About a year and a half ago, I felt like garbage, and one day I started stressing about it, intensely. And I couldn’t shake the anxiety for an entire month. Suddenly, I stopped being able to digest solid food and lost nearly 20 pounds in two months. I couldn’t stay awake for more than a few hours at a time. And when I woke up, I was so nauseous, disoriented, and exhausted that I could barely leave the house. I was unable to work, eat, or even go out with my friends. It was absolutely terrifying.
It turned out that all the physical, emotional, and environmental stress I’d experienced had taxed my body too much. (Take this stress quiz to learn more about your stress). My stress response was not working properly, and my immune system was shot. I tumbled into a downward spiral that I had no idea how to get out of. I had to figure out how to beat this stress.
Desperate to get my life back, I tested out every possible health-boosting strategy I could find to live healthier. I quickly learned that most anti-stress strategies don’t really work in for long-term stress and adrenal fatigue—they are just quick fixes. They do nothing to clear accumulated stress hormones, heal the body from past stress, or prevent new stress from building up in the body again.
Helping the body to remove stress hormones—to detox stress—is what gave me my life back. Here are some strategies that really worked:
What Stress Does to the Body and the Adrenals
When we get stressed, our bodies secrete excess hormones like cortisol, estrogen, and insulin. These hormones become toxic if not removed quickly. But chronic stress stops this from happening, essentially by creating a traffic jam in our body’s natural detoxification pathways. Our stress processes (which include the adrenal glands) get a bit messed up.
By removing stress-causing foods, toxins, and experiences, we can detox and recover from stress more quickly. Here are some strategies that can help:
1. Remove Caffeine
You won’t know how tired and depleted you really are until you’re no longer relying on caffeine. When you’re on caffeine (a stimulant) your body is just as tired, but it doesn’t get rest. Every time you push through tiredness or drink caffeine, you push your body further than it wants to go.
2. Remove Sugar
If you’re eating sugar (or other sugary things that digest quickly) you can get stuck on the insulin roller coaster. Your body stresses out if it can’t get sugar when glucose levels are low, and any stress on the body is stress on the adrenals and their related processes. So shift off sugar slowly to avoid the super tiredness that comes when your body has to start relying on other fuel.
3. Support Your Immune System
To support your immune system, eat immunity supporting foods, like citrus fruits, garlic, and spinach. If your immune system is already weak, it can also be helpful to supplement with key vitamins and minerals that may have become depleted like, Vitamin B, Vitamin D, and Zinc. I also found that taking vitamins to support adrenal function (i.e., Ashwagandha) was incredibly helpful.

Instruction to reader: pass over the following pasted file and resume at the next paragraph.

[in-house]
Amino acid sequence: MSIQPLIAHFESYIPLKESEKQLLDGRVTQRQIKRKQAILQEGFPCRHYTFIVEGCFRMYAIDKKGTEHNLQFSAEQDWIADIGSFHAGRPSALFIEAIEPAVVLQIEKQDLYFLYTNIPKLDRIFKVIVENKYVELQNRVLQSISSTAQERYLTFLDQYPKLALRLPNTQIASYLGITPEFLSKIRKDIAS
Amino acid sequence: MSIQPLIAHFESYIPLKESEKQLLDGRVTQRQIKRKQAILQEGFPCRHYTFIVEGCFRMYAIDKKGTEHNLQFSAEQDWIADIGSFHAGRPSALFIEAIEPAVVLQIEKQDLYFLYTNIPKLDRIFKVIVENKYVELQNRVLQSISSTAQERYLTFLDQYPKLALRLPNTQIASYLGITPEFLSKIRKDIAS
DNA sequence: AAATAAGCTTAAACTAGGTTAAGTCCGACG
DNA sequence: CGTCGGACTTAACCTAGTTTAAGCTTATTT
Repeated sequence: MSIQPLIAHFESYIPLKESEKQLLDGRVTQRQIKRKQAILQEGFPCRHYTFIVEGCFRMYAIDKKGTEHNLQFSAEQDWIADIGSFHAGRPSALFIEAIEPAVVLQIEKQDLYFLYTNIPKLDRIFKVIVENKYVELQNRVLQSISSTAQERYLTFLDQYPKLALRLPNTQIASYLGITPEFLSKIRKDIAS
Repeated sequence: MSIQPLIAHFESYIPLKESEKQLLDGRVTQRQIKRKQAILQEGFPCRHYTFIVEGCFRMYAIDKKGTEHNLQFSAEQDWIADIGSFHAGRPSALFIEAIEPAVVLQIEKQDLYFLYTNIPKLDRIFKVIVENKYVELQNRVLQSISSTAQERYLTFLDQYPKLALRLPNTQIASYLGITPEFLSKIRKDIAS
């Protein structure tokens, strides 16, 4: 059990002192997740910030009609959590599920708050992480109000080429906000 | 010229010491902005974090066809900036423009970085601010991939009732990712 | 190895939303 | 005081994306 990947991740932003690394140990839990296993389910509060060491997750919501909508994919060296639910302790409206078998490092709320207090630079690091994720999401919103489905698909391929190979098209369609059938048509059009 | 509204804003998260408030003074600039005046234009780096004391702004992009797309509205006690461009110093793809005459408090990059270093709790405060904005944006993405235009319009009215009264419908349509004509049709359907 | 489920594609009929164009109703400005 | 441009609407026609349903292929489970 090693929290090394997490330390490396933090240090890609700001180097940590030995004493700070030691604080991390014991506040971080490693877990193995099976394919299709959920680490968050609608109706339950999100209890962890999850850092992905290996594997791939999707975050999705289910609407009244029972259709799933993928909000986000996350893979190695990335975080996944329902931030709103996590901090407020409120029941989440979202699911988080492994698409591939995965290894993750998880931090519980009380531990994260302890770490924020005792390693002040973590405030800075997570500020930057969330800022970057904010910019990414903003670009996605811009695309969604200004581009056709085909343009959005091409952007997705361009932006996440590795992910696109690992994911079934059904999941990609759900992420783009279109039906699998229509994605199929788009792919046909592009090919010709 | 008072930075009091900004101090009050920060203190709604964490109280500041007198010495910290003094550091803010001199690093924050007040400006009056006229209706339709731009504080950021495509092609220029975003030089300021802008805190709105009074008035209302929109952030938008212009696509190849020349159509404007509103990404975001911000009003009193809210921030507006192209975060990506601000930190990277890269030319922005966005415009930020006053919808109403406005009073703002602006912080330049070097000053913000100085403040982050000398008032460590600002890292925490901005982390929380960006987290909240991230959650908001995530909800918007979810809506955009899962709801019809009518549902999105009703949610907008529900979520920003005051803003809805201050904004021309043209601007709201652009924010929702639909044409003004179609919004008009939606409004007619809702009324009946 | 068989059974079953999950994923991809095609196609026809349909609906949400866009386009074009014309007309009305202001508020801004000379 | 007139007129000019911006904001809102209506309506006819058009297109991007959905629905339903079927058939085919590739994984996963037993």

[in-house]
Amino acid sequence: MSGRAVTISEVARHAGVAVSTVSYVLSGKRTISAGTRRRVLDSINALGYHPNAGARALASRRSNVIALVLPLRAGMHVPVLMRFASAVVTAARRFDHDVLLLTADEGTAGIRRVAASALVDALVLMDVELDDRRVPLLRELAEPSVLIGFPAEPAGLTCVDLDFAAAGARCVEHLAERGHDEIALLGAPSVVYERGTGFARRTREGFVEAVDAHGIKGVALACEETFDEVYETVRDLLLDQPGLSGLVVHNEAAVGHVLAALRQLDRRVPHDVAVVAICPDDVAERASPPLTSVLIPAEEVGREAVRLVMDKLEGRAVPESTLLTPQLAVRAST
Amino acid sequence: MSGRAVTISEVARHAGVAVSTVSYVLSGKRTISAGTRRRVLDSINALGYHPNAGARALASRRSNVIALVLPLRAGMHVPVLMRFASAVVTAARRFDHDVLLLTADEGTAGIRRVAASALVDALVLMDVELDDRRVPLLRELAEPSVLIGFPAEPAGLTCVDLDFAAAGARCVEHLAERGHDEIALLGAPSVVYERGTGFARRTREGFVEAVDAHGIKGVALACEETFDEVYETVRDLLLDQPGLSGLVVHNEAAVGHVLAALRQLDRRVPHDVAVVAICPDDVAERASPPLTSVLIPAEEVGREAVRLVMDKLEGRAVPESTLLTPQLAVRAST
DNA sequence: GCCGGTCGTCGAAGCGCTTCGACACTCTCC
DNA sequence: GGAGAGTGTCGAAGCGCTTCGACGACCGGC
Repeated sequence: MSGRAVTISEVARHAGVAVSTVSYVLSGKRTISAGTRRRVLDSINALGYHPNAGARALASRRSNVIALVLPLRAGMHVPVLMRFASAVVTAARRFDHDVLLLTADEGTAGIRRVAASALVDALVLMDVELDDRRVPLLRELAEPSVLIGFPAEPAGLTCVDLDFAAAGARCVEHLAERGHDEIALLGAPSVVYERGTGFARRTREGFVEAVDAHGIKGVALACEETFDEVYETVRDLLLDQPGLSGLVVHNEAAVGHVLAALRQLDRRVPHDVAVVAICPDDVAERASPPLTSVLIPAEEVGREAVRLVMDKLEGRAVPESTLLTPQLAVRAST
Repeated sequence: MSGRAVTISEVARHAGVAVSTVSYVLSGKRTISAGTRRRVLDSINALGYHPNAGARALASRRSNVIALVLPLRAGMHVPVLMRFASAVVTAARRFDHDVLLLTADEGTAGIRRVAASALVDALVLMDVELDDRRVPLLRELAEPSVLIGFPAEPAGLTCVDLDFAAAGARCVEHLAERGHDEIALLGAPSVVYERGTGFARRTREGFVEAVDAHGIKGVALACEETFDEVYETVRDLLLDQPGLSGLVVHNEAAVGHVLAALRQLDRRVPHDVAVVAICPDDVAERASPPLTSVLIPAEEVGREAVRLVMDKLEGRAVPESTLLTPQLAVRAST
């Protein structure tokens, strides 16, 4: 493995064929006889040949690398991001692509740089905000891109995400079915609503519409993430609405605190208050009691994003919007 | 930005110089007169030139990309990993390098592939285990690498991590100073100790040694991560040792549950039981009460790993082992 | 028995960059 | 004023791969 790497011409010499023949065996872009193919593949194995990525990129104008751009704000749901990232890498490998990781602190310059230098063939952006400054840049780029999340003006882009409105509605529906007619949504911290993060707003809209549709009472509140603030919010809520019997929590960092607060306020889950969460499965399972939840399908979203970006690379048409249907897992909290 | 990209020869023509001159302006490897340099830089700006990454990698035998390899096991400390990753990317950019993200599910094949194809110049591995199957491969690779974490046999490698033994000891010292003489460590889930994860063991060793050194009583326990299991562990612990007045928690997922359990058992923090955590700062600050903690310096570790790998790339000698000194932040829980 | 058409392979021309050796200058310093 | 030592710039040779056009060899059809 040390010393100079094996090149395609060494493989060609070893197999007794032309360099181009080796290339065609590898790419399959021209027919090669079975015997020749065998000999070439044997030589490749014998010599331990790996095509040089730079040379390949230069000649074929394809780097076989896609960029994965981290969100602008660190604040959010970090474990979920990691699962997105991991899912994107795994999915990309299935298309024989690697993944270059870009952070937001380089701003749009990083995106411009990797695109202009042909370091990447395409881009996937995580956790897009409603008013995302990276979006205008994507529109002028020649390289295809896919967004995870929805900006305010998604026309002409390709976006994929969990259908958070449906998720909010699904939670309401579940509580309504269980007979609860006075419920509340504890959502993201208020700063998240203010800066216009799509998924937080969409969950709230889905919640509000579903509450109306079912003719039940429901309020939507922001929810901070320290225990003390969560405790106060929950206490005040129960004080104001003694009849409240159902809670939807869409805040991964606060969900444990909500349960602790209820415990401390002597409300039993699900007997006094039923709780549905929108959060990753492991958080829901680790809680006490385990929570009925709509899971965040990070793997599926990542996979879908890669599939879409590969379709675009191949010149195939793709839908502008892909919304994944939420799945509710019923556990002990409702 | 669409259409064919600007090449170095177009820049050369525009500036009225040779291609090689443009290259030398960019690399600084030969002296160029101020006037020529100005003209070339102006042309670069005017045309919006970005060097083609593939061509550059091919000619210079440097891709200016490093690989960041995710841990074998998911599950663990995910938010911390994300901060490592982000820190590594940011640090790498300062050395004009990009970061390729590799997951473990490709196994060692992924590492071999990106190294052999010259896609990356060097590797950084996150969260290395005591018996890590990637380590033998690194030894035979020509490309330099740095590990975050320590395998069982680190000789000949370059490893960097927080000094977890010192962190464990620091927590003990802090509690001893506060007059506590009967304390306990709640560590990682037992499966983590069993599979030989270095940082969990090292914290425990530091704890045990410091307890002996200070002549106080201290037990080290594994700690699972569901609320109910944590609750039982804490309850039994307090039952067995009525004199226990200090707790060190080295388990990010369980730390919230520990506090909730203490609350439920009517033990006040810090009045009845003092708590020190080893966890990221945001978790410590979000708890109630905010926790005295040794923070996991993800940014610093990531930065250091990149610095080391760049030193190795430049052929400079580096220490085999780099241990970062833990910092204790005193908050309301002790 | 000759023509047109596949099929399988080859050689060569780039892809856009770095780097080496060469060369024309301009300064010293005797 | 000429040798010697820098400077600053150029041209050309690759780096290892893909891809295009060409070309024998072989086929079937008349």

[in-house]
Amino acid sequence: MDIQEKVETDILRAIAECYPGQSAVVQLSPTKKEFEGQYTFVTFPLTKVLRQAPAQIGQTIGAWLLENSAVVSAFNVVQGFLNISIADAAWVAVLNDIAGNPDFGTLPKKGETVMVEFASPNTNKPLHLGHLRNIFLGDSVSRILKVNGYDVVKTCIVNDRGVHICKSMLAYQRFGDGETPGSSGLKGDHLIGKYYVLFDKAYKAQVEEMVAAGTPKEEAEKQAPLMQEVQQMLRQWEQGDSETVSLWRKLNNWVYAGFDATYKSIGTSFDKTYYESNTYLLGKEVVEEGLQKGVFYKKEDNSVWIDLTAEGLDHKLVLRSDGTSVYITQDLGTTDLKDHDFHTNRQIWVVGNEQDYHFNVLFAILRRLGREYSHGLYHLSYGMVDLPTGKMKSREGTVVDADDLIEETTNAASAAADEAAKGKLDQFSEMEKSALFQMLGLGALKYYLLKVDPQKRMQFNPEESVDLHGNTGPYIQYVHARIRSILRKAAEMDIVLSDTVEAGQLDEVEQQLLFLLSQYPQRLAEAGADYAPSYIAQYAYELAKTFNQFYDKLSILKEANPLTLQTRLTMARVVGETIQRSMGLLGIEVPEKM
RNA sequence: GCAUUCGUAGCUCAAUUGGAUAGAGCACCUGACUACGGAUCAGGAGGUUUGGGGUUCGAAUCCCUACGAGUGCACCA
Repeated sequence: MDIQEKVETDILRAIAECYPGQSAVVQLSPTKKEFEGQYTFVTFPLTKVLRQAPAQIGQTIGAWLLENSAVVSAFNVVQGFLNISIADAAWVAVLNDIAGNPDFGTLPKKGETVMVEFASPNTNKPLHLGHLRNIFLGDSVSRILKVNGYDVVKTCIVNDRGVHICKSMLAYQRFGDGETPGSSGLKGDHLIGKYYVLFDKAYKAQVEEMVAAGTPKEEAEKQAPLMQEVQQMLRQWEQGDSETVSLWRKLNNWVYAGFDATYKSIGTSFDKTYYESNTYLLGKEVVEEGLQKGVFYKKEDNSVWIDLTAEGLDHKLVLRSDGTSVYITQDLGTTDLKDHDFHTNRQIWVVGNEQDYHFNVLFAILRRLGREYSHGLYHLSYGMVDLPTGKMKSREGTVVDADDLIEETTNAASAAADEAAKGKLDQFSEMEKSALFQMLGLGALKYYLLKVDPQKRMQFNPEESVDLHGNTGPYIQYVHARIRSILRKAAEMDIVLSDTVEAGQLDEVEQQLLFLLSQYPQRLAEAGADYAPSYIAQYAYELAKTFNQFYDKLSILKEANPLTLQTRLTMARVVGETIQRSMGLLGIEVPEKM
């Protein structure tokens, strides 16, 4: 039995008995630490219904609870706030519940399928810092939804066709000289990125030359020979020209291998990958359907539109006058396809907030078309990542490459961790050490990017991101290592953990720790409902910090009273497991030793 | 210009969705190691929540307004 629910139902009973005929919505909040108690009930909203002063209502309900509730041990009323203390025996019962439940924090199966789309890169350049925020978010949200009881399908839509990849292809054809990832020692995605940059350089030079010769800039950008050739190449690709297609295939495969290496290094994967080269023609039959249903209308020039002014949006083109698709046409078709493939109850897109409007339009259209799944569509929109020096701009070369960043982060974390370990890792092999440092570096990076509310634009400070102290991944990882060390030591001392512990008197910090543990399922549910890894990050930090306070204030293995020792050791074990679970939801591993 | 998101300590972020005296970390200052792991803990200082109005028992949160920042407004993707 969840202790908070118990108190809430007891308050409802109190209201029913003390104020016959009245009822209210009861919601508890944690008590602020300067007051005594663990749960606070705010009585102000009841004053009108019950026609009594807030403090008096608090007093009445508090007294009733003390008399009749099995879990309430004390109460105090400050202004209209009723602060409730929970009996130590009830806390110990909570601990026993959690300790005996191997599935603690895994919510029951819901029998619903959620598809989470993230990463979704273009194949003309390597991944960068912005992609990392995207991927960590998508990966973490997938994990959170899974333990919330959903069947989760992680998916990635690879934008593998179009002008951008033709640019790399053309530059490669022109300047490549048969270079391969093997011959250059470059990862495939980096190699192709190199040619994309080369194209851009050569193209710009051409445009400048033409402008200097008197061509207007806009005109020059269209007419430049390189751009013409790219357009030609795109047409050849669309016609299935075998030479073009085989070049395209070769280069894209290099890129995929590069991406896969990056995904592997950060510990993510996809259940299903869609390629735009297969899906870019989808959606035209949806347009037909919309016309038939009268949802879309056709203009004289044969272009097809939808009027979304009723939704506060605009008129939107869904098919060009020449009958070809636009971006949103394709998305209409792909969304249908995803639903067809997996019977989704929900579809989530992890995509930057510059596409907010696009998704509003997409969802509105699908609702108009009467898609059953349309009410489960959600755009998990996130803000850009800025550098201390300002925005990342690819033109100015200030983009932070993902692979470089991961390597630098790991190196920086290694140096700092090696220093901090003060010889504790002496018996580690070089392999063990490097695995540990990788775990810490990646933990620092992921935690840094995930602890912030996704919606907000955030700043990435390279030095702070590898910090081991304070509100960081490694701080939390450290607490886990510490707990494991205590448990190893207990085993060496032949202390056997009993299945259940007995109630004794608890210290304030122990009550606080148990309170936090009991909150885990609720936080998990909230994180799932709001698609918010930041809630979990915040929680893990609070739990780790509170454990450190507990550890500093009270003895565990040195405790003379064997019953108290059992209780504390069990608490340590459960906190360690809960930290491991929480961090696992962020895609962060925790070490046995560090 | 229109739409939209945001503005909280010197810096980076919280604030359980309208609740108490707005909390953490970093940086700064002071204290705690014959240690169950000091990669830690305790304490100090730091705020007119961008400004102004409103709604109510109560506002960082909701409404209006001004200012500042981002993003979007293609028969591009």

4. Reduce Inflammation
Although each of us has different problem foods, wheat and dairy tend to be problematic (and therefore stressful) for many people. If you think this might be you, try to eat these minimally. Also, partially-hydrogenated oils (like margarine) have trans fats which can be problematic. Other oils that have relatively low levels of trans fats but are still high in Omega 6 fatty acids (like canola oil) can also be inflammatory. That’s why it can be really helpful to remove these inflammatory foods if we want to support our adrenals.
5. Eat a Balanced Diet
Although a Ketogenic or low carb diet can be good for weight loss, these diets put a lot of stress on your body to use fat for fuel. If you are dealing with stress or adrenal insufficiency, then research suggests it’s likely better to eat a balanced diet with some carbs, protein, and fat. Fasting or longer-term intermittent fasting can also be stressful on the body, so these weight loss strategies may also further stress the body.
6. Sleep, as Much as Your Body Wants
They say we need eight hours per night of sleep. But this is really just a guideline for when we’re healthy. If we’ve been stressed for a long time, we may need more sleep. Perhaps that why getting 8+ hours of sleep seems to be associated with better stress tolerance. Our bodies heal and recover while we’re asleep. When I was recovering from stress-illness, I often slept 12 hours per day and still woke up exhausted. But in time, I felt fine with a few naps per week, and now I’m back to eight to nine hours at night.
Our bodies know what is needed. We just have to be willing to listen to it to reduce our stress once and for all.
Previously published on psychologytoday
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